A familiar face in the Falklands, the Striated Caracara, shown here in this first photo, looks fearlessly at me at a very close distance. Striated Caracaras, also known as "Johnny Rook" or "Flying Devils, are very tough birds of prey in the Falkland Islands and breed around the albatross and penguin communities.
Striated Caracaras don't exactly have nice long childhoods. At 5 months, the still very young Johnny Rook (Striated Caracara) is kicked out of his birth nest by its parents, and forced to fend for itself. In order to survive, the young juveniles will join a "gang' of other young juveniles that have also been uprooted from their nests. These gangs tend to be rather fearless and quite versatile and adaptable in their survival techniques.
This tough beginning in life takes its toll on the young Johnny Rooks. Only around 1 in 20 manages to survive into adulthood. Along with having to compete for food in a very competitive environment, the first winter for a juvenile Johnny Rook is a harrowing test of survival. Winters on the Falkland Islands are very harsh, with bone chilling temperatures, high winds, snow and a lack of many good sources of food. The few that ultimately do survive their harsh youth-hood, and the long winter, are the smartest, toughest and most resourceful.
Johnny Rook is often not appreciated by the small human population on the Falklands. They get into trashcans and move things to get at food. They are also known to attack baby lambs and weakened sheep. This led, at one time, to their being killed in large numbers by sheep farmers. The toll was heavy on the population of these birds. There are only about 500 breeding pairs left in the Falklands now, and their breeding territory is confined to the outlying smaller islands of the Falklands (the situation has changed with the Falklanders, who now tolerate the Striated Caracaras, which will hopefully allow their numbers to gradually rise).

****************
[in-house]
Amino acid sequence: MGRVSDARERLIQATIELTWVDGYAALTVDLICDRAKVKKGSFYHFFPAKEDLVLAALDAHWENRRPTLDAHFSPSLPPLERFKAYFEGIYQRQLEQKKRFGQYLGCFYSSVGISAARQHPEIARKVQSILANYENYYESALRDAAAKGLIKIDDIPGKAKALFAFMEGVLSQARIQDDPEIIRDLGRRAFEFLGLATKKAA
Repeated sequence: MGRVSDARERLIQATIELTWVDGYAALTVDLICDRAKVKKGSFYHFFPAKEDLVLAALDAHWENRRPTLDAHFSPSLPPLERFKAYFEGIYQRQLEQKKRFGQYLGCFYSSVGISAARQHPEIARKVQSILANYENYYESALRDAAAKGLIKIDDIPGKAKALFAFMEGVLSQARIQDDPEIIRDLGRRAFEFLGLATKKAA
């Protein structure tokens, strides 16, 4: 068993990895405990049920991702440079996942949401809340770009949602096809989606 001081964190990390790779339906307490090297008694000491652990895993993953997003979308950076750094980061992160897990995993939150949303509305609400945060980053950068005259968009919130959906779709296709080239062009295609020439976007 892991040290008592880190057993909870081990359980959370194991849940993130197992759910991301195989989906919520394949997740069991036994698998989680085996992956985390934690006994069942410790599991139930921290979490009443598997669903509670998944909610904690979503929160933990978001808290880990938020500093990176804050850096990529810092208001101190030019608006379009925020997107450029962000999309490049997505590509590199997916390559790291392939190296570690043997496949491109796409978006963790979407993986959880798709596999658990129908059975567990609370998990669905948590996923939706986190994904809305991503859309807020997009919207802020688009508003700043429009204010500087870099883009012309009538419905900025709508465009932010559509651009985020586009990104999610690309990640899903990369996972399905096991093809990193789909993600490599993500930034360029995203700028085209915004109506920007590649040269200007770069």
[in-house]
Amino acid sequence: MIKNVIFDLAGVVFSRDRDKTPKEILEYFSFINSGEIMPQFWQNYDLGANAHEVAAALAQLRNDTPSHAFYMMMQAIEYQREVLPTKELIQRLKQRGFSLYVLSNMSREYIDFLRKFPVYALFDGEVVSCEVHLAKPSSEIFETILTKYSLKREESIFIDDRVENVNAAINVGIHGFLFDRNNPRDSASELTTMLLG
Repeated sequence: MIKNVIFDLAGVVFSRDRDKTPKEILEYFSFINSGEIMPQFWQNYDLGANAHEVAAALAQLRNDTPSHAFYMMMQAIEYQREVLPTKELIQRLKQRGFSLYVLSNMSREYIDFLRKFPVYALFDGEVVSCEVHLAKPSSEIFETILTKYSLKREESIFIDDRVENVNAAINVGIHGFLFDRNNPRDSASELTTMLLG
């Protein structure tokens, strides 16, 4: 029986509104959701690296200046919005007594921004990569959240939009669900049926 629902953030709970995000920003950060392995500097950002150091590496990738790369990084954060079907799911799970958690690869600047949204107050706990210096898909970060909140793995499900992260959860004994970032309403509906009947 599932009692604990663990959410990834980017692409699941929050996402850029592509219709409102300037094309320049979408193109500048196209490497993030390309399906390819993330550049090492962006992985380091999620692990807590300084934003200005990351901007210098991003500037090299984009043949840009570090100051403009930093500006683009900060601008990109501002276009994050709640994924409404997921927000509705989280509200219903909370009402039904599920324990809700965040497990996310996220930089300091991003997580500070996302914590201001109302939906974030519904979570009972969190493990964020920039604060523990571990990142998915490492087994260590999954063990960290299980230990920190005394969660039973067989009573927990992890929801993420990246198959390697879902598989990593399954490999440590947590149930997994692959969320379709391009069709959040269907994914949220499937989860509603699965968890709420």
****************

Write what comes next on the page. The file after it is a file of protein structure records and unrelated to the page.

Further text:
Johnny Rook is also quite inquisitive and mischievous. For example, one night while aboard our ship, we watched a documentary on these birds by a young research couple who spent time on the Falklands. They had video footage of their campsite being ransacked by a number of juvenile Johnny Rooks. In the video, the pesky birds uprooted the lines holding up their tent, made a mess of their food supply, and played around with their toilet paper.
Some of us on our expedition got to watch a first-hand example of Johnny Rook's curiosity. While we were on Steeple Jason Island, in the far northwest corner of the Falklands, one of our expedition participants laid on the ground playing dead. She wanted to see what the Striated Caracaras would do. If you click on the photo below to enlarge it, you'll see one of them appears to be pecking at her right foot.
The 3 Striated Caracaras shown in the photo, were quite curious about whether this large creature might indeed be dead. If so, what a bonanza in food. My fellow expedition participant eventually got bored though and got up before the birds actually tried to eat her!